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PEP-Easy Tip: To save PEP-Easy to the home screen

PEP-Web Tip of the Day

To start PEP-Easy without first opening your browser–just as you would start a mobile app, you can save a shortcut to your home screen.

First, in Chrome or Safari, depending on your platform, open PEP-Easy from pepeasy.pep-web.org.  You want to be on the default start screen, so you have a clean workspace.

Then, depending on your mobile device…follow the instructions below:

On IOS:

  1. Tap on the share icon  Action navigation bar and tab bar icon
  2. In the bottom list, tap on ‘Add to home screen’
  3. In the “Add to Home” confirmation “bubble”, tap “Add”

On Android:

  1. Tap on the Chrome menu (Vertical Ellipses)
  2. Select “Add to Home Screen” from the menu

 

For the complete list of tips, see PEP-Web Tips on the PEP-Web support page.

Makman, M. (1986). Adolescent Psychiatry. XII, 1985: Adolescent Paranoia: Transference and Countertransference Issues. W. W. Meissner. Pp. 478-508.. Psychoanal Q., 55:545.
Psychoanalytic Electronic Publishing: Adolescent Psychiatry. XII, 1985: Adolescent Paranoia: Transference and Countertransference Issues. W. W. Meissner. Pp. 478-508.

(1986). Psychoanalytic Quarterly, 55:545

Adolescent Psychiatry. XII, 1985: Adolescent Paranoia: Transference and Countertransference Issues. W. W. Meissner. Pp. 478-508.

Marianne Makman

In this complex and densely written paper, Meissner covers two related subjects: "normal" adolescent paranoia and the evaluation and treatment of rebellious, alienated late adolescents. He suggests that the "need for an enemy," with use of projection and denial and some resulting disturbance in reality testing, arises transiently in many adolescents as an aid in differentiating self from parents. With the rise in instinctual drives and a narcissistic overvaluation of the self comes the need to define the self by perceiving oneself as alienated from "the others," i.e., the parents and other authority figures. Meissner discusses the profound sense of alienation in some adolescents resulting from the confluence of the above-mentioned intrapsychic conflicts and feelings of intense dissatisfaction with values of parents and the ambient society. A case history is reviewed, and the author concludes with the plea that the therapist always keep in view both the intrapsychic and interactional factors at work in the psychopathology of such adolescents. The therapist should maintain a "ruthless," open objectivity in the therapy which enables the patient to sort out the distortions from within affecting his or her view of the world.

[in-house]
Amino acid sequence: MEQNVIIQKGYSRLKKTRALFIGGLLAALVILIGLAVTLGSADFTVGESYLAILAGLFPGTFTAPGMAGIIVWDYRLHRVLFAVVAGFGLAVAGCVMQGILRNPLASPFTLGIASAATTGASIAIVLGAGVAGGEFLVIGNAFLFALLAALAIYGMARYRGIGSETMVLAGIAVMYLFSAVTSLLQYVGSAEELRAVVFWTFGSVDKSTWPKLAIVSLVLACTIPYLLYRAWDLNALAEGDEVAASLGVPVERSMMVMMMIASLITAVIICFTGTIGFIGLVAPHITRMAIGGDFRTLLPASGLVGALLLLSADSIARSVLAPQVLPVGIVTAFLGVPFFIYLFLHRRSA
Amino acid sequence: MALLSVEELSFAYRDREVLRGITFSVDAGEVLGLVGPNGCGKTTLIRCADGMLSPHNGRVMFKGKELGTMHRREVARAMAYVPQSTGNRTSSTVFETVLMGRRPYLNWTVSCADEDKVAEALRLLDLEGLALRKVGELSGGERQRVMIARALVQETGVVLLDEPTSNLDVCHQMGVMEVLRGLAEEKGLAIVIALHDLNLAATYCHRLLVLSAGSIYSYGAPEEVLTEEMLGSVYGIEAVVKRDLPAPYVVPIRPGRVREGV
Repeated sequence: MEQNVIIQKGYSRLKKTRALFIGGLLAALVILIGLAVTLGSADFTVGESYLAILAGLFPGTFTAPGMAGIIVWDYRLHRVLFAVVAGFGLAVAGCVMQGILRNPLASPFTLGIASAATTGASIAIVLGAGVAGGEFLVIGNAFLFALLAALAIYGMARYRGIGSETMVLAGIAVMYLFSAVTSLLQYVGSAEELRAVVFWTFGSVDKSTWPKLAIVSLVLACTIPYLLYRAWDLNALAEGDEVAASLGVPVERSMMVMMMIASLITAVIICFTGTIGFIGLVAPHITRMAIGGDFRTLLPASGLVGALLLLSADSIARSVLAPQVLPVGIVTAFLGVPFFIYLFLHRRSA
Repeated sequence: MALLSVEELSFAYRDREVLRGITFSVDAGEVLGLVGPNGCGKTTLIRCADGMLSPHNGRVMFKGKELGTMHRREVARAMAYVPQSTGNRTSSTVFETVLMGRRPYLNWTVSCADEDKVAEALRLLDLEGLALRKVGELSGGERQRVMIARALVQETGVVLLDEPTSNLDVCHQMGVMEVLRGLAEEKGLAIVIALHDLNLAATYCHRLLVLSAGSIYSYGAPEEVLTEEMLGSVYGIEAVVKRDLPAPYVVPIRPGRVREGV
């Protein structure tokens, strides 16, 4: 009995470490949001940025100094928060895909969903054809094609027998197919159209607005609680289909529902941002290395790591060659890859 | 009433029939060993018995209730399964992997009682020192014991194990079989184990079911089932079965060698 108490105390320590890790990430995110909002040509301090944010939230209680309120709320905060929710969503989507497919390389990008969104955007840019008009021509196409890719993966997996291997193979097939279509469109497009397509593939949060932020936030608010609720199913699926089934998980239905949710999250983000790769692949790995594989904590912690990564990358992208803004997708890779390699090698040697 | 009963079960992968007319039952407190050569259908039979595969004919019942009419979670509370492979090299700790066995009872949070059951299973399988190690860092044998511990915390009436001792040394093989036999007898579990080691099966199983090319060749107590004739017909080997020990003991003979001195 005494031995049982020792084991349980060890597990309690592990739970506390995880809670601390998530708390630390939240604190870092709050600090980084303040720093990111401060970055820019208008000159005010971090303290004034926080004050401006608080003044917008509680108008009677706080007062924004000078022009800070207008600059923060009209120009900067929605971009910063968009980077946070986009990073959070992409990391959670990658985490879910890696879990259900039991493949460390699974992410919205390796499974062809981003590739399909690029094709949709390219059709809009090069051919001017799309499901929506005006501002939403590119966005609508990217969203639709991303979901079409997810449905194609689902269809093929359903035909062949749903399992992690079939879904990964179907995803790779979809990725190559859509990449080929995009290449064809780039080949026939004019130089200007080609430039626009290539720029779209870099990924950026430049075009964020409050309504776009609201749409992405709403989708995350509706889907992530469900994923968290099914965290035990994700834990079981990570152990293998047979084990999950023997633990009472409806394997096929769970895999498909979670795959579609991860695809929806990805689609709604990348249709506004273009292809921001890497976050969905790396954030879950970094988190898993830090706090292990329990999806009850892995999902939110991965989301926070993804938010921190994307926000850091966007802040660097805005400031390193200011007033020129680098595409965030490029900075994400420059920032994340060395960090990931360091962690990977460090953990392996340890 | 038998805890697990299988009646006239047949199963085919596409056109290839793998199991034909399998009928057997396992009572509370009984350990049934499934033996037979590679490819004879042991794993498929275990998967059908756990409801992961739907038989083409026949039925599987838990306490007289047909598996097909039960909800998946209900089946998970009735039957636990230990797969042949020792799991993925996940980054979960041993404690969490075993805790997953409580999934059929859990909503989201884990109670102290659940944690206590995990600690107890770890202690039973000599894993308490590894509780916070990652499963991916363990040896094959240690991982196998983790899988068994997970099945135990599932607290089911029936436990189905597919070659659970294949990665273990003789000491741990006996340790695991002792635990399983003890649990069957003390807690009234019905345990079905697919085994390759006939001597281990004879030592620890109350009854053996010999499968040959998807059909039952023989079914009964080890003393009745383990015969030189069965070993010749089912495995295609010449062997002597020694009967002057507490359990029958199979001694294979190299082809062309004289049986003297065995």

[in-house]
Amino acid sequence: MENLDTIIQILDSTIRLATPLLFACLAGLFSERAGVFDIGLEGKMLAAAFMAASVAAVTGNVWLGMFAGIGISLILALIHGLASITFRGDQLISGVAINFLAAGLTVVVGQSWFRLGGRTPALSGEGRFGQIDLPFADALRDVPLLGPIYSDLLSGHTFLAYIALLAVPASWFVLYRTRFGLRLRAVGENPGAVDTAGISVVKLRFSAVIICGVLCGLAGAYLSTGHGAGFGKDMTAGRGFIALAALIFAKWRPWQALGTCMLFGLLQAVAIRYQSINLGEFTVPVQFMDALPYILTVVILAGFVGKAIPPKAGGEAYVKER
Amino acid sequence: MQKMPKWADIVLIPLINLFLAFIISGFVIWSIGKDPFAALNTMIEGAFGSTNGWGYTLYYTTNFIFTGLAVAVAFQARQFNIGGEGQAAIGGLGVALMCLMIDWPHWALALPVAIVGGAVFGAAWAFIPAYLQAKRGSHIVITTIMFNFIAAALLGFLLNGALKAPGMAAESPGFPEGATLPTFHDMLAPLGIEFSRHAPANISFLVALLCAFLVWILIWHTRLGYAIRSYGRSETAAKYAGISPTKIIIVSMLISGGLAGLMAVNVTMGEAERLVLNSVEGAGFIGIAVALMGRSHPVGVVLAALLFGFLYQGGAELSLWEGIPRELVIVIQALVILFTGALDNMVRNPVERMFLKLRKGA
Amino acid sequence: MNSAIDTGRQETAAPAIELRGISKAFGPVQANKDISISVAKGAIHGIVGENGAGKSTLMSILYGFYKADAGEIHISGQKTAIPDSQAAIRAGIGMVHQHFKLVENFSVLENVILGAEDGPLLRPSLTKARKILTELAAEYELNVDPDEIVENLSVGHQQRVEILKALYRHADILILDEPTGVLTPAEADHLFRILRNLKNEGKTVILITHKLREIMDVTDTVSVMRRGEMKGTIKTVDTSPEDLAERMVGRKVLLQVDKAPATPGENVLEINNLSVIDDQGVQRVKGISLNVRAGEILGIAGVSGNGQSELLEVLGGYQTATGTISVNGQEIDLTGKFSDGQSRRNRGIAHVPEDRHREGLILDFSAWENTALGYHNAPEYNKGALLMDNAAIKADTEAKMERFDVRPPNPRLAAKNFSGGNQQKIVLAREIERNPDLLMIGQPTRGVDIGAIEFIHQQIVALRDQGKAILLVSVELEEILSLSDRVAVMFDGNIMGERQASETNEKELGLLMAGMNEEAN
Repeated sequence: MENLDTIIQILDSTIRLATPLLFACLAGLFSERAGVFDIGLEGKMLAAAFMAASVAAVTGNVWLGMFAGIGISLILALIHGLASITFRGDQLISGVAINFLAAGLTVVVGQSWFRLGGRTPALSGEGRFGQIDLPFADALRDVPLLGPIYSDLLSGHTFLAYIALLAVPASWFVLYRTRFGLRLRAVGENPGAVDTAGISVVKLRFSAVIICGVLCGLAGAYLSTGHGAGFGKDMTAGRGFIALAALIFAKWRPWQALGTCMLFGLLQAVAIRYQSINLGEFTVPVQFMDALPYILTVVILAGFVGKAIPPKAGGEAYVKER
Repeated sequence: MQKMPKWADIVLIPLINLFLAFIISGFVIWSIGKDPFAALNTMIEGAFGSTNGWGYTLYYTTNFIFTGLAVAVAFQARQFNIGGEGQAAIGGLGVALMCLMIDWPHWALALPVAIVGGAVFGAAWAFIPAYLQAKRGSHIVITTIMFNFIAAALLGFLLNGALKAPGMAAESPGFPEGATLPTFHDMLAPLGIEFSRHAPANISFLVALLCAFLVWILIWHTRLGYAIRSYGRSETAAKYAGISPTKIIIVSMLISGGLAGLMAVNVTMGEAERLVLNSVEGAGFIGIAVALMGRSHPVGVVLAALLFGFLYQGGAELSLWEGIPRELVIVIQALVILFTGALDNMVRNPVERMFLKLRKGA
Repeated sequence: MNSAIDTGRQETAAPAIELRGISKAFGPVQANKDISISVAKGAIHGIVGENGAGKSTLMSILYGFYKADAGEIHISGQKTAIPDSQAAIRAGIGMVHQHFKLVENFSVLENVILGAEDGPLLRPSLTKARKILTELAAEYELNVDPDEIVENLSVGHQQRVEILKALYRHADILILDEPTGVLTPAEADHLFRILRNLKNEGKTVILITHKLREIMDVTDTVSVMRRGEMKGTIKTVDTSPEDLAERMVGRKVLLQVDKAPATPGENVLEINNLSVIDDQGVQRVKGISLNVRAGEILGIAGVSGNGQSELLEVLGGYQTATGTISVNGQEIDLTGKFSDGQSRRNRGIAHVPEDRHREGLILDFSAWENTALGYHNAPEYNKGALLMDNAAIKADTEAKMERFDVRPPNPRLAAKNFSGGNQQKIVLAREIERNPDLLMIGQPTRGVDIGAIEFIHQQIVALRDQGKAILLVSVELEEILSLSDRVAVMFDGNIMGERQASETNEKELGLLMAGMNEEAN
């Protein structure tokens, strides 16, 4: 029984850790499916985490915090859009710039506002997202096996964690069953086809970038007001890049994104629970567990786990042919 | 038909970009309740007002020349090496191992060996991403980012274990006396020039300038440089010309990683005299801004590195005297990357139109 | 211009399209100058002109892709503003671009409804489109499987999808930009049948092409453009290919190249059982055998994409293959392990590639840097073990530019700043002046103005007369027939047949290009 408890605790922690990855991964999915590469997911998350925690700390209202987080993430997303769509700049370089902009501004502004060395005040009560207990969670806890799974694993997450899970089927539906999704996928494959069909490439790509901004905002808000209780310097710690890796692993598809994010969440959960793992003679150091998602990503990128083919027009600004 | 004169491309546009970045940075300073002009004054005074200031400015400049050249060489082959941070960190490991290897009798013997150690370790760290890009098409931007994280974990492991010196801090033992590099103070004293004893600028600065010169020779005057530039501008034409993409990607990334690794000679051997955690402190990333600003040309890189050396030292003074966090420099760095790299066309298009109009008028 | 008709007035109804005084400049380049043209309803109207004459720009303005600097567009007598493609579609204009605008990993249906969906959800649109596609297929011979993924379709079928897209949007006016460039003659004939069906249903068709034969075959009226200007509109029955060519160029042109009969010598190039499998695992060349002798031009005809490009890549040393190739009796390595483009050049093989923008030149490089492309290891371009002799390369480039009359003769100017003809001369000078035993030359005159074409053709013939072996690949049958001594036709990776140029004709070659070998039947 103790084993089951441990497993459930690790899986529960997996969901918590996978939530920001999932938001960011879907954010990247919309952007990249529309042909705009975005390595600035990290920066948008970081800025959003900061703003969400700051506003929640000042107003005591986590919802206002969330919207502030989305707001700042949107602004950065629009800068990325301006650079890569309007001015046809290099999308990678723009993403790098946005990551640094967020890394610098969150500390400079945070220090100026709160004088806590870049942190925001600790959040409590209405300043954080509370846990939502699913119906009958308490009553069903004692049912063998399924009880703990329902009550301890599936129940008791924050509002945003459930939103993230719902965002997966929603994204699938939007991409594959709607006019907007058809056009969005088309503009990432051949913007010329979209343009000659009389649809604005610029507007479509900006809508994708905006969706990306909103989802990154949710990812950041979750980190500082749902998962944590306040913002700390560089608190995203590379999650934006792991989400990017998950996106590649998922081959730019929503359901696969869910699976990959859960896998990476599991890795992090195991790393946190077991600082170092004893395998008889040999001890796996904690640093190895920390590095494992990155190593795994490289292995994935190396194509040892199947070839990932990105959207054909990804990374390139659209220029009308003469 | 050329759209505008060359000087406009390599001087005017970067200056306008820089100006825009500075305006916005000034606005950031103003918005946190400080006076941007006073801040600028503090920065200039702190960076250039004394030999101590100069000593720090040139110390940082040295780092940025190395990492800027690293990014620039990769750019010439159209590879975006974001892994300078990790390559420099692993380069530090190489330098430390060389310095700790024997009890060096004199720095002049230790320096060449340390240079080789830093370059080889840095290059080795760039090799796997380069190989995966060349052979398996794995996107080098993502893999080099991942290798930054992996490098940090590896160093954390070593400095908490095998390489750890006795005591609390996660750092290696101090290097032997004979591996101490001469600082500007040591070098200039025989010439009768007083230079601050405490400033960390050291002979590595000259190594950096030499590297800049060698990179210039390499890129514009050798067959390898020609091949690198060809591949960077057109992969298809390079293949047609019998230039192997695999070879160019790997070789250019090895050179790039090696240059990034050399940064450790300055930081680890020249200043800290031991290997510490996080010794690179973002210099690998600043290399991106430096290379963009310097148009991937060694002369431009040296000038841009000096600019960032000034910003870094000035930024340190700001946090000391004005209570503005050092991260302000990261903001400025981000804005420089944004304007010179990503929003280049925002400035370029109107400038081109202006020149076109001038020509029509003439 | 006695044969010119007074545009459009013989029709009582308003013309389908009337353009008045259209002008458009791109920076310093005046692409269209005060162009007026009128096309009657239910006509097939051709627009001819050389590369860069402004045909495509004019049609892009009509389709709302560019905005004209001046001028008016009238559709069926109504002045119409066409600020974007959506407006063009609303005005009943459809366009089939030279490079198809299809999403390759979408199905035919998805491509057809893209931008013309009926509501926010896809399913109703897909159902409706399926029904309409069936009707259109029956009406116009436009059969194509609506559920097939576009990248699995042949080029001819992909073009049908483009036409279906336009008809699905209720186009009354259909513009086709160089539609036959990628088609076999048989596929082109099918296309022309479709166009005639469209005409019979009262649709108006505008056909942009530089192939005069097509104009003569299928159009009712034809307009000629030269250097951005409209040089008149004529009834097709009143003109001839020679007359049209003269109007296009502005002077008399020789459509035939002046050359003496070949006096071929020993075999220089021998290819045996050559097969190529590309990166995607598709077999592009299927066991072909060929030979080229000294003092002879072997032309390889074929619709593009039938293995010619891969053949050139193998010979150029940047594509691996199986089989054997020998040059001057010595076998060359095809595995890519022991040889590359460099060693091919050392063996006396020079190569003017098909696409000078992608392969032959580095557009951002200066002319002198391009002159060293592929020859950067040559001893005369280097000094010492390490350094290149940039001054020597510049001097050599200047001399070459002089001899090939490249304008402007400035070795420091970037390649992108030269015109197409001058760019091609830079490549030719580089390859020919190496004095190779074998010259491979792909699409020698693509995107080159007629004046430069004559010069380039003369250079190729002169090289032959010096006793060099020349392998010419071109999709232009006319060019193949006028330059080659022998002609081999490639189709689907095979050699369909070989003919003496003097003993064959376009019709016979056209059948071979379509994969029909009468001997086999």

WARNING! This text is printed for personal use. It is copyright to the journal in which it originally appeared. It is illegal to redistribute it in any form.
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Article Citation

Makman, M. (1986). Adolescent Psychiatry. XII, 1985. Psychoanal. Q., 55:545

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WARNING! This text is printed for personal use. It is copyright to the journal in which it originally appeared. It is illegal to redistribute it in any form.